This October, we traveled to Tokyo, Japan, to attend the ACM UIST (User Interface Software and Technology Symposium) conference.
We had an incredible time – the weather was beautiful and the conference was very well attended – registration was full! Because of our jet lag (13 hours ahead of Boston), we woke up very early and had plenty of time to explore before the conference began at 9:30am each day – including walking through the East Imperial Gardens and catching breakfast at the Tsukiji fish market (pictured below).
The conference opened with a keynote from Takeo Kanade, who spoke about the “Smart Headlight,” a project currently under development at Carnegie Mellon’s Robotics Institute. This research combines a camera and selective light projection to create a device that could “erase” raindrops or snowflakes from a driver’s field of vision on the road and allow continuous use of high-beam headlights without temporarily blinding other drivers. Dr. Kanade teased the audience claiming that current augmented reality applications that overlay objects on the image of reality (e.g. Pokemon GO) are merely an ”augmented display of reality,” while his device would manipulate how a user perceives their environment and in that sense constitutes “genuine” augmented reality.
During the conference, we presented a poster on our own work in progress about understanding collaboration around large-scale interactive surfaces. We presented a novel method for analysis and visualization of joint visual attention data from head-mounted eye trackers collected from multiple users working around a multitouch conference table on a collaborative decision-making task.
Beyond presenting our own work it was also a humbling and inspiring experience to be among the UIST community and hear about their research. Coffee and lunch breaks offered spaces for informal discussion of research (not to mention great food), and the conference was packed with paper sessions and demos. Some highlights include VizLens, which makes control panels blind-accessible, Reprise: a design tool for specifying, generating, and customizing 3D printable adaptations on everyday objects, and ERICA: a system that supports data-driven app design with interaction mining and a user flow search engine. The conference ended with a visually stunning keynote by product designer Naoto Fukasawa who shared his design philosophy.
We asked one of the student researchers from the HCI Lab, Midori Yang (pictured below at an owl cafe in Harajuku) who served as a student volunteer at UIST 2016 to write about her experience:
“I was incredibly fortunate to go to my first science conference as a student volunteer, and I had no idea what to expect. As a female undergraduate with no paper or poster to present, I was nervous about proving my place there and not making a fool of myself, even though I factually was a fool compared to the industry researchers and PhD students I met. But surprisingly, once I was at the conference, the gap in knowledge between me and these accomplished people was never a source of intimidation. The other student volunteers were incredibly welcoming and receptive to my questions about their research, never losing patience when I asked questions out of ignorance of computer science (I asked many of these questions). It was amazing to hear about the different projects they were developing, and what they were doing to make widen the spectrum of computer science’s applications, whether it was in medicine or the arts or a classroom setting.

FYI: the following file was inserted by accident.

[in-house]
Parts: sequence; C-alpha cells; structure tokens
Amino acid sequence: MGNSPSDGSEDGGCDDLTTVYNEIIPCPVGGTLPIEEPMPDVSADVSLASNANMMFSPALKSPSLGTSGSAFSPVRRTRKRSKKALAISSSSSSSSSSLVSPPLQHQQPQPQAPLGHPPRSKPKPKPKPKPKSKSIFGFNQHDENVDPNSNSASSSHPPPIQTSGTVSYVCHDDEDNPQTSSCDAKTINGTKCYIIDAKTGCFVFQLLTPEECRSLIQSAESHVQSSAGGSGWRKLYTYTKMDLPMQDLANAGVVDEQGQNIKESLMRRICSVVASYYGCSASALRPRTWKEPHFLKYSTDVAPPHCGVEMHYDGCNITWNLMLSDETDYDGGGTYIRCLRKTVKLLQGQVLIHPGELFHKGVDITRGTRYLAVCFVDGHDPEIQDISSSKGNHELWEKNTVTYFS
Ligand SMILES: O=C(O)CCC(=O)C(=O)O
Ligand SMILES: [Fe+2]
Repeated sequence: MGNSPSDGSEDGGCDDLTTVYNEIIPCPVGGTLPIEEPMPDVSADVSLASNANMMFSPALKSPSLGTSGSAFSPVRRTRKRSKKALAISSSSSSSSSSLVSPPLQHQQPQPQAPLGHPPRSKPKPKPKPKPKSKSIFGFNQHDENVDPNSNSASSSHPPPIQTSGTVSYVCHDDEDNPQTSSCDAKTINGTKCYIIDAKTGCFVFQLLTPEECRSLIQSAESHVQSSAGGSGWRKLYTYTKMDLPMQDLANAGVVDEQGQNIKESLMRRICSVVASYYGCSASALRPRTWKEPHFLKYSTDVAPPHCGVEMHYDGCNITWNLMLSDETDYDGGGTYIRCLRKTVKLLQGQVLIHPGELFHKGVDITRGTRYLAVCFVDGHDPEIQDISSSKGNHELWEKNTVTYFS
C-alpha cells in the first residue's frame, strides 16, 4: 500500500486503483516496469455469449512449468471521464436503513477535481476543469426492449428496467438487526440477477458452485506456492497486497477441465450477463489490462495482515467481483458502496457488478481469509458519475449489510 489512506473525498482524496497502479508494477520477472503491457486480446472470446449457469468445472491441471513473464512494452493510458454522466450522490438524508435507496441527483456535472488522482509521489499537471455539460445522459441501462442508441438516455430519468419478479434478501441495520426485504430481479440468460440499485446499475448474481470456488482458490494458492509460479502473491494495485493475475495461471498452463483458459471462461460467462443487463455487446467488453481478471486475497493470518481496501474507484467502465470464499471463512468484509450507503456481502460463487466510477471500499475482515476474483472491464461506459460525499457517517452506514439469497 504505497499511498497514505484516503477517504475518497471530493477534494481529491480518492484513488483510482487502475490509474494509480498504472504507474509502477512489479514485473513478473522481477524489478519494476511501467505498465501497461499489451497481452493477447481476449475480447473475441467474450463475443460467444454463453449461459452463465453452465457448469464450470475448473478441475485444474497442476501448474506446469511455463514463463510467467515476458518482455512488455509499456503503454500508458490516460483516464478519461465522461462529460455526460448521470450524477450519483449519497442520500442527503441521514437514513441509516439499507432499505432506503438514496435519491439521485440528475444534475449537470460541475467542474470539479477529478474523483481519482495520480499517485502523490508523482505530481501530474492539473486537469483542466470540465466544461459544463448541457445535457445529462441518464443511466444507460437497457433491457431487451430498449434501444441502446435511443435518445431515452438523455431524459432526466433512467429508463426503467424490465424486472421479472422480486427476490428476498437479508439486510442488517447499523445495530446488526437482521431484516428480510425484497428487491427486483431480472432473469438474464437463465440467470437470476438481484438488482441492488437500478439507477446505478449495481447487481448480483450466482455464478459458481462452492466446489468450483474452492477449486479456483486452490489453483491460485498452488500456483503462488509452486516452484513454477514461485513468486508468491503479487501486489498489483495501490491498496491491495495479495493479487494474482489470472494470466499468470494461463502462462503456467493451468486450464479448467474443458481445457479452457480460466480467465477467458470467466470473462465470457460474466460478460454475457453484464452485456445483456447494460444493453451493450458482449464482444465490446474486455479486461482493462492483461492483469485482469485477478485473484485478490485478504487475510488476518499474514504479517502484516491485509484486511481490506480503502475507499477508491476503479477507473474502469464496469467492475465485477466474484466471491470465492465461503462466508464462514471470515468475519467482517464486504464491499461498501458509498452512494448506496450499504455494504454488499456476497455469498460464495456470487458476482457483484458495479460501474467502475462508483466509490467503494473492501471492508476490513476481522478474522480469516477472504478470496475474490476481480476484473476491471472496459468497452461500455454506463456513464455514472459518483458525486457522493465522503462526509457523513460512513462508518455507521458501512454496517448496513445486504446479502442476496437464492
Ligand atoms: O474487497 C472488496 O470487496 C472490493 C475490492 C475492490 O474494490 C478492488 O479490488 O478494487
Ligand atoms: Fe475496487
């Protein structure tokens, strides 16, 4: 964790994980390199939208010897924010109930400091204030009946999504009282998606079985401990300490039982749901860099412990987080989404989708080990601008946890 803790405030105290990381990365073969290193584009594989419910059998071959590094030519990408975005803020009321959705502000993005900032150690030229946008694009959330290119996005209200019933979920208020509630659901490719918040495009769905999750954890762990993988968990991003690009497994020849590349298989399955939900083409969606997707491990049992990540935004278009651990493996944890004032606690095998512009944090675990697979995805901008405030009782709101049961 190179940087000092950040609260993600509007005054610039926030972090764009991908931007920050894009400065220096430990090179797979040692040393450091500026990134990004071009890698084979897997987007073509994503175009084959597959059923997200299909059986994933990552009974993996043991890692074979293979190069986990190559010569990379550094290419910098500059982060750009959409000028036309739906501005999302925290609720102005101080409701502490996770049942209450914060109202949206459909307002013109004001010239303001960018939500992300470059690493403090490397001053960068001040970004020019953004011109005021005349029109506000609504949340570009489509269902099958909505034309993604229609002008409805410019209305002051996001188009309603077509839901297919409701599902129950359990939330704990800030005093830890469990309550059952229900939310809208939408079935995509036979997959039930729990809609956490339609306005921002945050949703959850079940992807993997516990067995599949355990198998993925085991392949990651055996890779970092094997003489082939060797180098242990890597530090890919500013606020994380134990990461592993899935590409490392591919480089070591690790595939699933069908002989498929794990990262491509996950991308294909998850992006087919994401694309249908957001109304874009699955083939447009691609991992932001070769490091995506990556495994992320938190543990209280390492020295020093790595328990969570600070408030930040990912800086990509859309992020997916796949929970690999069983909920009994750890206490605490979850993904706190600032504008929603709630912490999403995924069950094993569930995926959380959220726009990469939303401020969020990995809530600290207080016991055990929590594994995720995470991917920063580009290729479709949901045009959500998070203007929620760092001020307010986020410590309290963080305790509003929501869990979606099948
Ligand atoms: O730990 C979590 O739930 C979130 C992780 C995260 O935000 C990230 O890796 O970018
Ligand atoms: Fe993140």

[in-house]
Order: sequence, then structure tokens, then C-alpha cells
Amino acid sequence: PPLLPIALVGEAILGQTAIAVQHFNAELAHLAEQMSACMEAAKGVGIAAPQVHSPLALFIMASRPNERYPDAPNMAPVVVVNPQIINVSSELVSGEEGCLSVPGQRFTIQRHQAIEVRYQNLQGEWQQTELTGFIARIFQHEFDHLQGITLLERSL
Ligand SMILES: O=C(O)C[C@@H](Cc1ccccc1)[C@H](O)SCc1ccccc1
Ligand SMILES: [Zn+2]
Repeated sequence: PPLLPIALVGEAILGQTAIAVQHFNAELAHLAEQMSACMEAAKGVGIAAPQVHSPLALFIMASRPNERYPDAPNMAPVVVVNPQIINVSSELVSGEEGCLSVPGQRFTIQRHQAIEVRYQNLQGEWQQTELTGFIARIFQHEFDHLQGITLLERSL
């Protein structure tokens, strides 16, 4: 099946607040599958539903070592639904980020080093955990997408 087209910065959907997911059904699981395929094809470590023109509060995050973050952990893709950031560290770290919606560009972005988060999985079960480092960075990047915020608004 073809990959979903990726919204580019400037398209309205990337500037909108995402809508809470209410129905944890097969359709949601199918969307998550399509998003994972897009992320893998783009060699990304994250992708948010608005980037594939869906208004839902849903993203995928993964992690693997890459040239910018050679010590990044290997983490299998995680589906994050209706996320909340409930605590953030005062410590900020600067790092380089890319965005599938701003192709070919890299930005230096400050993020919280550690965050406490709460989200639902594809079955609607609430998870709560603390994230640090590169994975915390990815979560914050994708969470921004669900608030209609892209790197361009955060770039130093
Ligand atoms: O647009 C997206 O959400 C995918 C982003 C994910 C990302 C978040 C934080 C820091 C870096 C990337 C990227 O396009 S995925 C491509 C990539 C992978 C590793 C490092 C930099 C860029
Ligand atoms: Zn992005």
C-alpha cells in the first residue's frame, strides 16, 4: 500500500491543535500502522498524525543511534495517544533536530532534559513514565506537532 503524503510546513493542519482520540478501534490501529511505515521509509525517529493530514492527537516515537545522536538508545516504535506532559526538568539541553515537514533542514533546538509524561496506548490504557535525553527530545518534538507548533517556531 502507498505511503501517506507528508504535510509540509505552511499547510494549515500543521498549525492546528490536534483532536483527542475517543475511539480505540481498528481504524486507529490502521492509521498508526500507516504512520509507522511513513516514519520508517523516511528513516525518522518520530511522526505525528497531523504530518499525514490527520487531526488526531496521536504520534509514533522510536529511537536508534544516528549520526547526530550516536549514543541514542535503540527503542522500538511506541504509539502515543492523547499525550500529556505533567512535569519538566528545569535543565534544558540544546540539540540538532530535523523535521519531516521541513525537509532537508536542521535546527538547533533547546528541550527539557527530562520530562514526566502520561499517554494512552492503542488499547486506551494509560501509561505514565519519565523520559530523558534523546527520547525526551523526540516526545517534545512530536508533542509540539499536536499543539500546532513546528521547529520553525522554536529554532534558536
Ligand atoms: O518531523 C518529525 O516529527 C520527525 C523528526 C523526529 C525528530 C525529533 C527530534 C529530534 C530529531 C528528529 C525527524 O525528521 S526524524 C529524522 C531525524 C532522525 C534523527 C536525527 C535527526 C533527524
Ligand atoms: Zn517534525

The experience that had the strongest impact on me was of the student volunteer who immediately shared all of his research with me when it became apparent that it would help my own. I mentioned that my group for my TUI class was having trouble finding the hardware we needed to properly simulate the sensation of a guiding hand through a bracelet. The student volunteer’s demeanor seemed to change completely, coming into focus, and he told me that his lab had developed an entire glove for virtual reality with similar technology. He launched into a speech about the varying progress his lab had made, showing me demos and user studies and explaining exactly what materials I’d need to build my own glove. He didn’t seem at all concerned as to whether I’d credit him and his lab for their help; he was entirely concerned with making sure that I would be able to make progress and that I knew I could email him anytime with questions. After spending thirteen years as a student in highly competitive schools, I needed a reminder that I wasn’t absorbing knowledge just to raise my own grades and better myself, but also to share it with other people in my communities and better them as well. It finally occurred to me that the whole purpose of scientific conferences was the mass sharing of information in the name of scientific progress, and not a show of who had accomplished more in the past year.”